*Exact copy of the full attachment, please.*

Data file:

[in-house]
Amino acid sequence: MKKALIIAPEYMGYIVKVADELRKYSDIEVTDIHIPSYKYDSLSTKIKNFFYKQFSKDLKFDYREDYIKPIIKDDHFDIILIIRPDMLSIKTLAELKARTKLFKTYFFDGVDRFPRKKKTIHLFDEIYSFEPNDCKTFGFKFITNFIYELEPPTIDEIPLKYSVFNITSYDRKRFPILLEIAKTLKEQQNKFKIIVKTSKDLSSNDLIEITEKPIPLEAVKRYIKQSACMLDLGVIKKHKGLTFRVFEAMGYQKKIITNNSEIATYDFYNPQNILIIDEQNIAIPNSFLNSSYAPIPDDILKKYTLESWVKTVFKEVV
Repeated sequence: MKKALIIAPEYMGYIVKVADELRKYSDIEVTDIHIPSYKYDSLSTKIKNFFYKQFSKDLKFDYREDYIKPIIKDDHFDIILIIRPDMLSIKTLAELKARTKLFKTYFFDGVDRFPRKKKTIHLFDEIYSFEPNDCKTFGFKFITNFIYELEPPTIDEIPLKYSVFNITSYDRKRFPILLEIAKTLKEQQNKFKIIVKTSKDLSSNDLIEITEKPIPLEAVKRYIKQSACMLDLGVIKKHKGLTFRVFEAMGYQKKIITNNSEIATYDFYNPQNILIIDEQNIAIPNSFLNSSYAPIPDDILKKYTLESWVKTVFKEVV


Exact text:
[in-house]
Amino acid sequence: MKKALIIAPEYMGYIVKVADELRKYSDIEVTDIHIPSYKYDSLSTKIKNFFYKQFSKDLKFDYREDYIKPIIKDDHFDIILIIRPDMLSIKTLAELKARTKLFKTYFFDGVDRFPRKKKTIHLFDEIYSFEPNDCKTFGFKFITNFIYELEPPTIDEIPLKYSVFNITSYDRKRFPILLEIAKTLKEQQNKFKIIVKTSKDLSSNDLIEITEKPIPLEAVKRYIKQSACMLDLGVIKKHKGLTFRVFEAMGYQKKIITNNSEIATYDFYNPQNILIIDEQNIAIPNSFLNSSYAPIPDDILKKYTLESWVKTVFKEVV
Repeated sequence: MKKALIIAPEYMGYIVKVADELRKYSDIEVTDIHIPSYKYDSLSTKIKNFFYKQFSKDLKFDYREDYIKPIIKDDHFDIILIIRPDMLSIKTLAELKARTKLFKTYFFDGVDRFPRKKKTIHLFDEIYSFEPNDCKTFGFKFITNFIYELEPPTIDEIPLKYSVFNITSYDRKRFPILLEIAKTLKEQQNKFKIIVKTSKDLSSNDLIEITEKPIPLEAVKRYIKQSACMLDLGVIKKHKGLTFRVFEAMGYQKKIITNNSEIATYDFYNPQNILIIDEQNIAIPNSFLNSSYAPIPDDILKKYTLESWVKTVFKEVV